Zero, the new hero in green building
When they dreamed of their home in Pittsboro, Phil and Velma Helfaer wanted the dwelling to address their "concern for creating a healthy house environment in which to live."Posted — Updated
With continuously rising energy costs, building a home is less about sticks and mortar and more about the true science of building.
Homeowners Phil and Velma Helfaer, who are 80 and 77 years old respectively, enjoy shattering stereotypes. They’re progressive and push the limits of what it means to be green. When the Helfaers learned that PVC fabrication can be toxic, they decided to use recycled PVC instead of negatively impacting the environment where it is manufactured.
When they dreamed of their home in Pittsboro, North Carolina, the owners of this meadow lot wanted the dwelling to address their “concern for creating a healthy house environment in which to live.” Phil says, “To us, this is at least as important as the energy efficiency features.”
And like an ever-increasing amount of homeowners, they meant it.
They gathered a design team that shared their passion for going beyond the mainstream – a team familiar with energy conservation and aging-in-place design. Together, they created a retreat that may place NC in the forefront of Passive House Design.
The home is situated on a gentle south facing slope, embracing both the warmth of the sun and the pastoral beauty of “Happy Meadows,” as the owners refer to their home. The team designed Happy Meadows to properly work with the sun’s energy to heat and cool passively while at the same time providing a beautiful view to the south.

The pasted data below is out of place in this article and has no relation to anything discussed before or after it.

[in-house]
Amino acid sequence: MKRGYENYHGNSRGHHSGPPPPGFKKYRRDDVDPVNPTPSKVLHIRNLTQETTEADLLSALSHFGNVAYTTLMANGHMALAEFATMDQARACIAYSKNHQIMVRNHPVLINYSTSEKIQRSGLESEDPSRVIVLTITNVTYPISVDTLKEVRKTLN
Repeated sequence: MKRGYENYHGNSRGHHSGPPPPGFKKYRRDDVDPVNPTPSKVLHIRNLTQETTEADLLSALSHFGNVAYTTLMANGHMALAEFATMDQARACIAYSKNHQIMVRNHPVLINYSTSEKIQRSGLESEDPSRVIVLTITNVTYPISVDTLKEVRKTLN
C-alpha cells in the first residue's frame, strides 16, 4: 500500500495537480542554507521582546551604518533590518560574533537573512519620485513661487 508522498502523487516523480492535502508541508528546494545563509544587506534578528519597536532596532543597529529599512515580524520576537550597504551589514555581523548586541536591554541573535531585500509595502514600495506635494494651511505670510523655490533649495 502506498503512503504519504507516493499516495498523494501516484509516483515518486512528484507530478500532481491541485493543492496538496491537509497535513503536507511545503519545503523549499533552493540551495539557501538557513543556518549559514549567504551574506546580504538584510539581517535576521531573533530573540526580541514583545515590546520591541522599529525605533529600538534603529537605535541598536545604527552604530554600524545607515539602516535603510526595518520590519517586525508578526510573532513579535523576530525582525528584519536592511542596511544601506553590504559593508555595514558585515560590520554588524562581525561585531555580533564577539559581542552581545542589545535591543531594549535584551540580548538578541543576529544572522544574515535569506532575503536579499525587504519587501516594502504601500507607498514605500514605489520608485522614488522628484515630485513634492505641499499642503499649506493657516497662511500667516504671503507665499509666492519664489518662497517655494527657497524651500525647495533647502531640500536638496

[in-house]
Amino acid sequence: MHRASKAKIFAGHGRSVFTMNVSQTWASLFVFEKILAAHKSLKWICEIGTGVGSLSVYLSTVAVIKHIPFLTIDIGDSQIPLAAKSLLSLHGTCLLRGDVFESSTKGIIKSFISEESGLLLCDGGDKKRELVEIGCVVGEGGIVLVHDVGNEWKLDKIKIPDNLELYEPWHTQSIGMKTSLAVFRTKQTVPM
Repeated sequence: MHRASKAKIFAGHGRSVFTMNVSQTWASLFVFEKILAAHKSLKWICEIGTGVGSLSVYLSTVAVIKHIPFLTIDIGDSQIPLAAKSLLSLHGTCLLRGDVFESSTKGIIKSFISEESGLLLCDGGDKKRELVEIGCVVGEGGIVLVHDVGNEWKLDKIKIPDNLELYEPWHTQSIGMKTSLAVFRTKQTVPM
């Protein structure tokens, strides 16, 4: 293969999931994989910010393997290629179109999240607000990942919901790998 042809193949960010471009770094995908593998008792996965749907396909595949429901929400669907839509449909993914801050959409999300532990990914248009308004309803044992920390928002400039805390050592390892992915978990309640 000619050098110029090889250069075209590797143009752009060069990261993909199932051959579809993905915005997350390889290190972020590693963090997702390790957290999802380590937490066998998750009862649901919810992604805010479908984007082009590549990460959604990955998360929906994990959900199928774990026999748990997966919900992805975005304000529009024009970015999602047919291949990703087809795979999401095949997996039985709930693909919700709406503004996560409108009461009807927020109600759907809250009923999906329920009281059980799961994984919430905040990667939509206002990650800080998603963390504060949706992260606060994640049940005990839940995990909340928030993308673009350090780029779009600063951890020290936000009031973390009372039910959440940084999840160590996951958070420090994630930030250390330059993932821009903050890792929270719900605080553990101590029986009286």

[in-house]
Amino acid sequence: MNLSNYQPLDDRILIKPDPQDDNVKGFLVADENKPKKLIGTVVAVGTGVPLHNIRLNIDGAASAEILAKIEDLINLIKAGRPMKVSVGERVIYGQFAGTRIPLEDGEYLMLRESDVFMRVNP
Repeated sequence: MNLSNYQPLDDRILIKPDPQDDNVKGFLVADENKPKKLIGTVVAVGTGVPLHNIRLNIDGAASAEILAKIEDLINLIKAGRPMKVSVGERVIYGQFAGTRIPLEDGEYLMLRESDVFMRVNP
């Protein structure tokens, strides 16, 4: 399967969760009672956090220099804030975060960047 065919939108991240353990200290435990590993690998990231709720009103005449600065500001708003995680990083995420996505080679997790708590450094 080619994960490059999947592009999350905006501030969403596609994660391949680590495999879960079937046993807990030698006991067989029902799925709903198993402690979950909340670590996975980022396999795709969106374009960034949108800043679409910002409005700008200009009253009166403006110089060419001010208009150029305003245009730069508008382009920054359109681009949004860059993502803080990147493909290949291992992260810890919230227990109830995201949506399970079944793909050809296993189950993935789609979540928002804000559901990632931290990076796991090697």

Despite the stereotype of how air-tight homes could be plagued by poor indoor air quality, the homeowners wanted to maximize energy efficiency while ensuring the healthiest indoor air possible. They succeeded through the use of a state-of-the-art Conditioning Energy Recovery Ventilator (CERV unit) and participation in the EPA Indoor Air Plus Program. In fact, Happy Meadows follows every EPA recommendation for indoor air quality.
One of the most difficult aspects of qualifying for Passive House certification is meeting the rigorous energy saving air leakage requirement. “A Passive Home has over ten times less leakage than a code-built home,” says Kevin Murphy. In order to achieve this difficult goal, Newphire Building hired Air-Tight-Seal to apply Enviro-Dri around problematic air leakage areas, and had the results third party verified.
“Passive House Building Systems can be applied to any style or type of building, even commercial structures. Passive Houses are estimated to cost only about 10 percent more than standard 2 x 4 construction. This extra cost is quickly recouped with reduced or non-existent energy bills,” says Architect Arielle Schechter.
“Passive House is so named because the system uses “passive” ways to achieve extreme efficiency. But Passive Houses work well in tandem with “active” systems like solar panels if the goal is to reach “Net-Zero,” says Schechter. “I encourage all clients to design for net-zero or at least to be NZE-Ready ‘net-zero energy ready.’”
For a home to be considered Net-Zero it means the total amount of energy used by the house and its occupants is equal to the amount of renewable energy created on the site. The Happy Meadows Courtyard house takes Net-Zero one step further into “Net-Positive,” meaning they will produce enough extra energy to power a small electrical vehicle.
The Helfaers’ home has been recognized nationally and has received the highest rating by the National Association of Home Builders (NAHB) Green Builders’ standard, the Emerald Rating. The house has been certified as Passive House Plus, a Department of Energy Zero Energy Ready Home and an Energy Star home.